Fragrance Review: Christian Dior Dior Homme
Star rating: 5 stars--outstanding/potential classic, 4 stars--very good, 3 stars--adequate, 2 stars--disappointing, 1 star--poor.
There are a few conventional wisdoms that one can cite in regards to fragrance, and the one that comes to mind immediately is the oversaturation of the market. The releases are becoming more and more frequent, with the shelf life growing shorter and shorter. Each release entails significant sunk costs, therefore it is not surprising that most of the big companies choose to play safe, researching the fragrances through focus groups and other market gouging methods. Safe choices indeed abound, and it is difficult to say anything of interest on them. In the masculine market, it is even more difficult to be daring, because there are more rules of what defines a commercial masculine fragrance. Therefore, encountering Dior Homme, a fragrance intended for the wide audience rather than the niche fragrance consumers and introduced with little market research, is rather heartening.
Created by Olivier Polge in 2005, Dior Homme is an embodiment of the sleek and sophisticated style that marks the Dior masculine division under the direction of Hedi Slimane. From the interesting scent to the beautiful packaging, Dior Homme is easily one of the most daring fragrances released from the large fashion house this year. One can only hope that the trend will gather momentum. ...
The coolness of iris shimmers under the transparent top accord that is sweetly herbaceous and crisp, touched lightly by citrus. Soon the iris unfolds fully with its metallic violets and cold roots tonality overtaking the composition like an opalescent mist. The dissonance between the chilly orris and the ambered leathery base is at first disconcerting, especially since the arrangement moves rapidly from the hazy coldness into the powdery sweetness accented by cocoa. Nevertheless, the supple leather underpinning the base of the composition provides an elegant backdrop against which the woody chilliness of iris is extended by the cold earthiness of vetiver. Ornamented by the sweet wooded amber, the composition retains the dissonance, yet as it develops, the facet actually becomes interesting as it maintains the element of surprise.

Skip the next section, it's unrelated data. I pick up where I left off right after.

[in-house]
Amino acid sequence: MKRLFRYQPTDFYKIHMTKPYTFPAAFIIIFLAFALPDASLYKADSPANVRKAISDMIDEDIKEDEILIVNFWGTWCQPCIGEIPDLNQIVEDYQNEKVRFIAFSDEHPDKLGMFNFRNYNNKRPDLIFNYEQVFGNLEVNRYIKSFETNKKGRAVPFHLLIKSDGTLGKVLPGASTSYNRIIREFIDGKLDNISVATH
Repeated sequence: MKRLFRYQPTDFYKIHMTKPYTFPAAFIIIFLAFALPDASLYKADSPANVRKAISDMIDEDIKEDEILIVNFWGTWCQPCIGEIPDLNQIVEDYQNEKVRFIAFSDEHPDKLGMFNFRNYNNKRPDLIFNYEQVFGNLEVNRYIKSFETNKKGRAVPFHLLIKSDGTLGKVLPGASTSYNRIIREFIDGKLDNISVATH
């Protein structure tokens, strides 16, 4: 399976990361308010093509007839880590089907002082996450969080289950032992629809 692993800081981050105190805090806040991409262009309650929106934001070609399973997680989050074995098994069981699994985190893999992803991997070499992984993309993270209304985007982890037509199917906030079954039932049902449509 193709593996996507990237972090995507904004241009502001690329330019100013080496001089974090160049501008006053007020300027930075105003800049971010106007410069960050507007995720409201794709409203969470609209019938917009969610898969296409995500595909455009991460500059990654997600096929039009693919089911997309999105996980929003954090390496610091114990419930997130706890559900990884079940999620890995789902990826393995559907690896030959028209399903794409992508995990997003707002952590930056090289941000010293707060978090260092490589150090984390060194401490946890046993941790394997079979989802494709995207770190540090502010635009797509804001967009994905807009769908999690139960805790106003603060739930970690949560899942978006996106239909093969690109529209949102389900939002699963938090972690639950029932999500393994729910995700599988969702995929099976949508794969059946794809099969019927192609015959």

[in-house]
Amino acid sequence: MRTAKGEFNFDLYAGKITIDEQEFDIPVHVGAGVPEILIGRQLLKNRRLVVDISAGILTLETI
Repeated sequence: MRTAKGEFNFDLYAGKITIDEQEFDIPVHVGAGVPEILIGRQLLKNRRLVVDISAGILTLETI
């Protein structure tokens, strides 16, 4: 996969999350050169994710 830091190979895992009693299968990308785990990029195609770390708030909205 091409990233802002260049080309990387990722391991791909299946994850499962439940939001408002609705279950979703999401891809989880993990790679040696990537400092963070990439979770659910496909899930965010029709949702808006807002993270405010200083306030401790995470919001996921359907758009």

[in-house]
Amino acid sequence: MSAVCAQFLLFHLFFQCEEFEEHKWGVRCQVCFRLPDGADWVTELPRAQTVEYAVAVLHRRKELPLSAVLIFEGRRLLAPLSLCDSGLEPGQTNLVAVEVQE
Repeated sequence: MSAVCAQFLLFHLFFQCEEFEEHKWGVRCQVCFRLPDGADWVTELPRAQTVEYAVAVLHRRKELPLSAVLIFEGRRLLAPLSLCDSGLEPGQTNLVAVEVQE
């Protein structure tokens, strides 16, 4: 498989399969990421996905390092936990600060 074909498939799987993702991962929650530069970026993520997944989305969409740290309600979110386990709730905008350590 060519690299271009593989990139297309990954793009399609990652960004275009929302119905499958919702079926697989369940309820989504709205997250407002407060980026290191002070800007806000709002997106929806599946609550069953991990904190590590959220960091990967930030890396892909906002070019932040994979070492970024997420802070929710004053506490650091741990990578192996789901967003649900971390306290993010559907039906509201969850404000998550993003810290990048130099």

While Dior Homme is intended as a masculine fragrance, its lack of obviously masculine traits would make the composition perfectly suitable for women. The very fact of its being daring as a masculine fragrance is that Dior Homme does not shy away from folding floral notes into the arrangement and embellishing them with sweet accents. As far as iris fragrances go, it cannot rival my beloved Chanel No. 19, which also uses a large quantity of iris in the composition, as opposed to retaining it as an accent note. In Dior Homme, the iris strikes me as far less nuanced than what I would have liked. For other excellent iris fragrances that would be suitable for both men and women, I would recommend Divine L’Homme de Coeur (sparkling, bright iris), Serge Lutens Iris Silver Mist (cold, icy petals and earthy roots), and Three As Four Parfum (scintillating iris and ginger pairing).